In Central African Republic, where a civil war is on since December 2012, the United Nations Multidimensional Integrated Stabilization Mission in the Central African Republic (MINUSCA) had to increase its patrols in Bossangoa, in the Ouham Prefecture, after two anti-Balaka factions clashed day before yesterday over the issue of tax collection. UN peacekeepers are continuing their work to protect civilians and maintaining a robust posture, that includes daily patrols, to secure the Bangui-Beloko axis. The Mission’s military troops and police are also working in close coordination with national defence and security forces to secure the capital, including through joint patrols.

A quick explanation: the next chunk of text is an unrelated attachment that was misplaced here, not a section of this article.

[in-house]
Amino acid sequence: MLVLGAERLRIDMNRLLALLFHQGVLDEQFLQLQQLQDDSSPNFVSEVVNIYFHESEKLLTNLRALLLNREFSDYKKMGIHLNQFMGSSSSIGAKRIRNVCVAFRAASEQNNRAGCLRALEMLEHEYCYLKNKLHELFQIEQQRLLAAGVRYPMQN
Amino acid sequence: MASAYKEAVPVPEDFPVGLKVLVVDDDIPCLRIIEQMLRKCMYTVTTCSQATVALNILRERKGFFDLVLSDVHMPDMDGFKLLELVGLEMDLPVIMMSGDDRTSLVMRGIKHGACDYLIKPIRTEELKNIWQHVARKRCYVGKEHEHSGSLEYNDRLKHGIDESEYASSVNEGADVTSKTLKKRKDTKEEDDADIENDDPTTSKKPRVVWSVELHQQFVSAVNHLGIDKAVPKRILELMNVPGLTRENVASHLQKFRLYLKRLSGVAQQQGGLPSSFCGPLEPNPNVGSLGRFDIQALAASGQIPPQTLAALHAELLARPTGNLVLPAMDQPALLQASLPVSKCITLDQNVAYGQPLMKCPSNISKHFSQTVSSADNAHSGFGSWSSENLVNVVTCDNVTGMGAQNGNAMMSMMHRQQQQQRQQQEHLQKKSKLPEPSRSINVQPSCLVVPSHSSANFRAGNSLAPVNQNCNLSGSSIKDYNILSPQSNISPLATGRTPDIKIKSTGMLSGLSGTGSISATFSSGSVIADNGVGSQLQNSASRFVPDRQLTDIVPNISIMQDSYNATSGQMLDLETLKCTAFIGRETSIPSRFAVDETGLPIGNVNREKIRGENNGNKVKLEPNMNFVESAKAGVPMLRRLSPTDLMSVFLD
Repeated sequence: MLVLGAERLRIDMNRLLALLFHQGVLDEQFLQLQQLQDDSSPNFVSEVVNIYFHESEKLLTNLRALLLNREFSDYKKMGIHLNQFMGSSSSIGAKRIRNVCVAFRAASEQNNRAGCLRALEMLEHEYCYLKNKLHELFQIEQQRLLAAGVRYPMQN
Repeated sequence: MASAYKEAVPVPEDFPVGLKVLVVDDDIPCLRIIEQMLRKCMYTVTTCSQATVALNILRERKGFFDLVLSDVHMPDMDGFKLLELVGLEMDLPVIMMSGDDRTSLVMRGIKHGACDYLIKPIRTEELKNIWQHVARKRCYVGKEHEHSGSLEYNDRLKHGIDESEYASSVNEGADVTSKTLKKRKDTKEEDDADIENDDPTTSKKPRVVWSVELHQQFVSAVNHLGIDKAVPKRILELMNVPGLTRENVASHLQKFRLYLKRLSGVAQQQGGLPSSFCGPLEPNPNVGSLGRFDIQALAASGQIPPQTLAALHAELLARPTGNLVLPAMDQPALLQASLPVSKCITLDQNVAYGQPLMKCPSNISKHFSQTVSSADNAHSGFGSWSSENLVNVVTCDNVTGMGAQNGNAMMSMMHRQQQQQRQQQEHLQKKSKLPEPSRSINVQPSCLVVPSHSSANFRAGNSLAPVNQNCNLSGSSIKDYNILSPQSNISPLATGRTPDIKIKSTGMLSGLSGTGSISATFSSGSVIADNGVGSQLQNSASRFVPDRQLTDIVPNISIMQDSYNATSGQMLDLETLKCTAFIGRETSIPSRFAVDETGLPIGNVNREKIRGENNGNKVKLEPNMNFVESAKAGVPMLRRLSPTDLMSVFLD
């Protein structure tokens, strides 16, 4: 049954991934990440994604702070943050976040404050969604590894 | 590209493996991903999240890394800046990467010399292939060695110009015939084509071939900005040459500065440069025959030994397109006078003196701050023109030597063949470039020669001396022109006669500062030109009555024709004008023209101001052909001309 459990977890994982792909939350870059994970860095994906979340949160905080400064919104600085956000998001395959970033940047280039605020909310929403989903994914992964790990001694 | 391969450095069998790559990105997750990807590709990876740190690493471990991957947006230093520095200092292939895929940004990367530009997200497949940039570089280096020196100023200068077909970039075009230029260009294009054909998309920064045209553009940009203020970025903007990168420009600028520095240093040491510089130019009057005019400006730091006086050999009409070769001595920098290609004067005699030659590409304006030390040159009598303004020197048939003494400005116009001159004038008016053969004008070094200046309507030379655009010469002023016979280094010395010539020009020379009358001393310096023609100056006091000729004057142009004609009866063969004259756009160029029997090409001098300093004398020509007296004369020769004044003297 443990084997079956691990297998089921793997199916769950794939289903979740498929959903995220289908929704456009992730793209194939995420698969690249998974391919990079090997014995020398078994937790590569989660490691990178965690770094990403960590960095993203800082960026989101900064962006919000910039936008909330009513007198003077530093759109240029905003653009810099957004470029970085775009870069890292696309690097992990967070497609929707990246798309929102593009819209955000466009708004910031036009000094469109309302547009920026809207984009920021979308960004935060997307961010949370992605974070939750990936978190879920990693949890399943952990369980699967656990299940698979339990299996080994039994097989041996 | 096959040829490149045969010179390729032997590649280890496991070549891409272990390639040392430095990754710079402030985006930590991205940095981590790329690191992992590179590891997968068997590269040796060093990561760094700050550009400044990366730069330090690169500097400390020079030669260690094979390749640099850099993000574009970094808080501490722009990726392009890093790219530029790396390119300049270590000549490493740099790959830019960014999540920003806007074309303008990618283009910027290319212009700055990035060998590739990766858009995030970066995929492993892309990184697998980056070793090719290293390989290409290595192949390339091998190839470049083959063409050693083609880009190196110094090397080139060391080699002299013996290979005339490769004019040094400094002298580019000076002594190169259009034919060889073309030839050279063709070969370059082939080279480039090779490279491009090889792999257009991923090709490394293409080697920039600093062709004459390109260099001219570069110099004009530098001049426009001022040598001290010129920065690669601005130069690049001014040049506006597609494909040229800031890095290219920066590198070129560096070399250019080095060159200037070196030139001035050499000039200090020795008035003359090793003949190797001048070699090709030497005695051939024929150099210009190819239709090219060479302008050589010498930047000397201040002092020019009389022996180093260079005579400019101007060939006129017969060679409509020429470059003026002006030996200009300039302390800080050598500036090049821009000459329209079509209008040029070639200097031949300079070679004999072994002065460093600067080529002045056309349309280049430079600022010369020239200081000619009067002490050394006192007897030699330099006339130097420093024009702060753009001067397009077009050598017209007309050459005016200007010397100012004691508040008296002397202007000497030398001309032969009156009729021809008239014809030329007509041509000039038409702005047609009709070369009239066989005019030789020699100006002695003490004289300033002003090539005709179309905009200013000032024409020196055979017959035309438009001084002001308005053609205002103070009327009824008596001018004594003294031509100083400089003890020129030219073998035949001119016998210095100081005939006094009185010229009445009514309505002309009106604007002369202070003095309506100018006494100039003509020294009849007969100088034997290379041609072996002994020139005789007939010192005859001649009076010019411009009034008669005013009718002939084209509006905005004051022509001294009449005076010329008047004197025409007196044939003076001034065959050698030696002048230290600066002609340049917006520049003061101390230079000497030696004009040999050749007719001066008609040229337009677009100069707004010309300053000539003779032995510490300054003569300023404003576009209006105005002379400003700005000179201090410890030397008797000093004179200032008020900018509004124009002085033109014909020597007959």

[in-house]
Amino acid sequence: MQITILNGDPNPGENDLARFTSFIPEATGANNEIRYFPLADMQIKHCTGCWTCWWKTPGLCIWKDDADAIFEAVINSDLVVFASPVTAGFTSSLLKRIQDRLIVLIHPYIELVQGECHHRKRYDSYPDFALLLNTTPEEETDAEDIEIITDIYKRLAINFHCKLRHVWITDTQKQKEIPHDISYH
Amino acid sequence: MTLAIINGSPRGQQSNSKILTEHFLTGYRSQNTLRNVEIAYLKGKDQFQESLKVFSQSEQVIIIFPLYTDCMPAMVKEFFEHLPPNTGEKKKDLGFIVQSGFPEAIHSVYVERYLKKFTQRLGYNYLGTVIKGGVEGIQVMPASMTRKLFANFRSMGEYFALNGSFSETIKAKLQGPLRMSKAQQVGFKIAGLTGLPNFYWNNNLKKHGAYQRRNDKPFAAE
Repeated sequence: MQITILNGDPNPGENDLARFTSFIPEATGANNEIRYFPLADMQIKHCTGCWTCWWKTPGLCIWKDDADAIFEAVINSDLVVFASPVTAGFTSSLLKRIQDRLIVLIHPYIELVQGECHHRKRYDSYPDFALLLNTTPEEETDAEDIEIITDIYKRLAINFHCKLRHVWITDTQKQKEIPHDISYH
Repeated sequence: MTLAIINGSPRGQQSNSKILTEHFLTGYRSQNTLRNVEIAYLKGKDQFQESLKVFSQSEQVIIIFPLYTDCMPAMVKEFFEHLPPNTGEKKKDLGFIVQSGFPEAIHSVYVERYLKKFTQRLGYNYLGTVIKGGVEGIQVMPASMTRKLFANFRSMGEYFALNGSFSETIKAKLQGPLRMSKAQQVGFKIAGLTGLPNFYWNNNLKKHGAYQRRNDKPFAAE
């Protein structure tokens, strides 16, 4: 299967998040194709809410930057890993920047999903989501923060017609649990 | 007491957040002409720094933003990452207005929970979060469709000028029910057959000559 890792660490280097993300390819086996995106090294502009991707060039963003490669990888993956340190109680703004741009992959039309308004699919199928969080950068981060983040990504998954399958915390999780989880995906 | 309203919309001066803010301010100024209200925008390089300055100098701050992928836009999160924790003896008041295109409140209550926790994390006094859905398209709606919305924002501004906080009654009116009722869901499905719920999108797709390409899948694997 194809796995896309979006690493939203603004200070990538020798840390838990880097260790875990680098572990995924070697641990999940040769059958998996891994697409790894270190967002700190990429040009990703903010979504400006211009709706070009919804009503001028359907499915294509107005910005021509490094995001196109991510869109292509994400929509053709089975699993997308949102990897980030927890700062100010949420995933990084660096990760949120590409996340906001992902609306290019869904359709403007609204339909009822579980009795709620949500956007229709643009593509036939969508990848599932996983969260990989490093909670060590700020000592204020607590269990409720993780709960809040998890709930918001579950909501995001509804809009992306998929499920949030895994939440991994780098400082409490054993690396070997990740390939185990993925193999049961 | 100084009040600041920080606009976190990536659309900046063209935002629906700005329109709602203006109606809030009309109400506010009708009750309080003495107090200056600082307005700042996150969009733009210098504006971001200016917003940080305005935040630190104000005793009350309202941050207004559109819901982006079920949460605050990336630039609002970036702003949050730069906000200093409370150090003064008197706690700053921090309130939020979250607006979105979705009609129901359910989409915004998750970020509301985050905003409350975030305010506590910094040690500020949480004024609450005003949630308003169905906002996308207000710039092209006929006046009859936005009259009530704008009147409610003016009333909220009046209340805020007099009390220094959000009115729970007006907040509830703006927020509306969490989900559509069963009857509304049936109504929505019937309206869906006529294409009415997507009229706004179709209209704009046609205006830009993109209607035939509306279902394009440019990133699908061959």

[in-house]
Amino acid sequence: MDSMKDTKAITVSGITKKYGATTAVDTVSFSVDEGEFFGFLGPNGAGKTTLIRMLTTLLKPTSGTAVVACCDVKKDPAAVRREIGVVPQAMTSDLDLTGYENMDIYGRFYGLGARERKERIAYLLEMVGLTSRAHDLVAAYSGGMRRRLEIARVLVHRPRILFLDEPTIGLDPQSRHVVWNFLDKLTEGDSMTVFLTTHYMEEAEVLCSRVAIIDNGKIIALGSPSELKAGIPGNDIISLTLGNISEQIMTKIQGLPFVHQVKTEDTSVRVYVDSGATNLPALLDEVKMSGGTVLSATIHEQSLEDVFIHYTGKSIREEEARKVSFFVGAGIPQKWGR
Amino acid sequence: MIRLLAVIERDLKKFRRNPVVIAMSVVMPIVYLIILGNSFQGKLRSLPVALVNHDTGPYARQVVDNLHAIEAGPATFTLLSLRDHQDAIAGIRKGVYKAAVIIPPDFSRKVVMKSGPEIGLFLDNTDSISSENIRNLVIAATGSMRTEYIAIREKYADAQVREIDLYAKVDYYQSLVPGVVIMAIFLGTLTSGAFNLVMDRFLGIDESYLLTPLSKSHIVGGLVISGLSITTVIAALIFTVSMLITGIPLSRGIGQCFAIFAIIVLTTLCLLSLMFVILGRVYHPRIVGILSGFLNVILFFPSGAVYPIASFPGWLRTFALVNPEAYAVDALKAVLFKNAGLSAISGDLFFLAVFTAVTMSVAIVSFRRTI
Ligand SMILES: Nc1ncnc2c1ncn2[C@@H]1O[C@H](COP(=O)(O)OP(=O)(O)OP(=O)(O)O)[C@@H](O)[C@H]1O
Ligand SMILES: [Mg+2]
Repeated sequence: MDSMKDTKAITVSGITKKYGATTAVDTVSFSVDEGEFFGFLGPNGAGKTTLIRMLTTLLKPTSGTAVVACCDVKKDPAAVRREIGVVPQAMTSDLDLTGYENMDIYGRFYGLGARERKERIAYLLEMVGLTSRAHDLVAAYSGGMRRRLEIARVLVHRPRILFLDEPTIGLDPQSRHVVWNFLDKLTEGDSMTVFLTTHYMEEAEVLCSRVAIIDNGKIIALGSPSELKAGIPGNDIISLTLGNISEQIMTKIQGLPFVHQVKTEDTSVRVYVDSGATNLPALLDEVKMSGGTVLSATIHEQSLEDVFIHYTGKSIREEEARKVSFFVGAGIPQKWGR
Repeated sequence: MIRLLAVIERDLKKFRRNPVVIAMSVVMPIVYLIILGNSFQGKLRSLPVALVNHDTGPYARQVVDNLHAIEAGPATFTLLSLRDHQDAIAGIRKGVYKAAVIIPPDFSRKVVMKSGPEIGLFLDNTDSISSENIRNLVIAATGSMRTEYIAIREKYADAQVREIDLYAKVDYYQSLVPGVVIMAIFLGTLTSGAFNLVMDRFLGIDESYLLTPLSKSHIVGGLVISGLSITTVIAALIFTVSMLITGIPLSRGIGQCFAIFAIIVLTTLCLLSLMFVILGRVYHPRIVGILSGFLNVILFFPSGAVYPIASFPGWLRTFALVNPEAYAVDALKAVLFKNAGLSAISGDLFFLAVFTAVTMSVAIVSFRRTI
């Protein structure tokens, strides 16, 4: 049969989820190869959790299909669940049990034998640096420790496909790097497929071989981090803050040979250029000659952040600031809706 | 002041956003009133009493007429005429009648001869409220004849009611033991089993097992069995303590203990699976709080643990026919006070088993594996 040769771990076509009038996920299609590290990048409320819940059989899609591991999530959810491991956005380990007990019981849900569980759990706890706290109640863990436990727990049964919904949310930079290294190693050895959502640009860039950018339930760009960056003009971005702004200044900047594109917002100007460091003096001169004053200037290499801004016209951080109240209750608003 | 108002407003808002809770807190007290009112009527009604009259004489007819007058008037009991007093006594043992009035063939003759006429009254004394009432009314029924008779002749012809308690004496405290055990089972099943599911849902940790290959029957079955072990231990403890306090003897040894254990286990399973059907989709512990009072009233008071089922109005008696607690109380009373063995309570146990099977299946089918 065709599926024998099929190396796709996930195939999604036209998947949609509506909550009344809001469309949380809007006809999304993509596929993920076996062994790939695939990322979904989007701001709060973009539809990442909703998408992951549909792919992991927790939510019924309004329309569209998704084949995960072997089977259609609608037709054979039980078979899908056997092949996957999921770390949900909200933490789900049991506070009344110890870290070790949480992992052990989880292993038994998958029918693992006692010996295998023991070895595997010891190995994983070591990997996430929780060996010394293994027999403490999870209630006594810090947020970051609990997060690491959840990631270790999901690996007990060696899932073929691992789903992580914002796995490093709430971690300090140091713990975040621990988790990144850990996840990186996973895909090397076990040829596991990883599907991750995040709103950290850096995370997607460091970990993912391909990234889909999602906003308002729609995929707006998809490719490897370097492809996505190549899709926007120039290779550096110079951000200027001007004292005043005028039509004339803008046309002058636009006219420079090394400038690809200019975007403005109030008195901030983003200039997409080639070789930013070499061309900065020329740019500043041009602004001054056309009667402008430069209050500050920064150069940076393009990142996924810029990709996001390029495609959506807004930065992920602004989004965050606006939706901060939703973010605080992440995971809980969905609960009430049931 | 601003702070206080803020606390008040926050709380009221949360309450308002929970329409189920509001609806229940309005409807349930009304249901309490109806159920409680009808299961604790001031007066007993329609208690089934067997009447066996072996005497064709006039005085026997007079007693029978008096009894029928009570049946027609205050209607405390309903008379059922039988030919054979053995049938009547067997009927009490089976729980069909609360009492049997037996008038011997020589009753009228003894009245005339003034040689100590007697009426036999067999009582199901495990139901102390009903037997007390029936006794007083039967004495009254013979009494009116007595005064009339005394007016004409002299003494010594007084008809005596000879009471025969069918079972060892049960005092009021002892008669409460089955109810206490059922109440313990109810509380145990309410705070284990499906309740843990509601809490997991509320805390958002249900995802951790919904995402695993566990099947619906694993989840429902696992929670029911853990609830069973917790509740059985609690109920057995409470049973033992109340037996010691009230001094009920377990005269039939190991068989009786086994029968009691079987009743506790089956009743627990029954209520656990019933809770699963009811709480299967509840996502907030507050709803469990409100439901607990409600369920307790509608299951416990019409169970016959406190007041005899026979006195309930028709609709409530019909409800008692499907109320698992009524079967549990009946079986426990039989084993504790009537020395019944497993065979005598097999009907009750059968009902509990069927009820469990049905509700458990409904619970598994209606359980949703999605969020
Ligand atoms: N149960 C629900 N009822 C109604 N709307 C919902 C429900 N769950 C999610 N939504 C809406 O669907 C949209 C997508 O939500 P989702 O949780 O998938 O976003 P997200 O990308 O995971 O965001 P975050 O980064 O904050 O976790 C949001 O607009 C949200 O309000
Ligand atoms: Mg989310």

In Ethiopia, regional authorities estimate that at least 90,000 people have been displaced due to the conflict there. Food supplies there are very limited, and only locally produced food items are available and at increasing prices. Initial findings by UN agencies indicate a dire humanitarian situation throughout the region with poor access to services and limited livelihoods, as well as urgent needs for shelter, food, non-food items, water, sanitation and hygiene, and provision of health and protection services. Health facilities in major cities were partially working with limited to no stock of supplies and absence of health workers while facilities outside major cities are not operational. It is estimated that more than 222,000 people were internally displaced due to the recent conflict in the Tigray region. This is in addition to 100,000 people displaced prior to the conflict.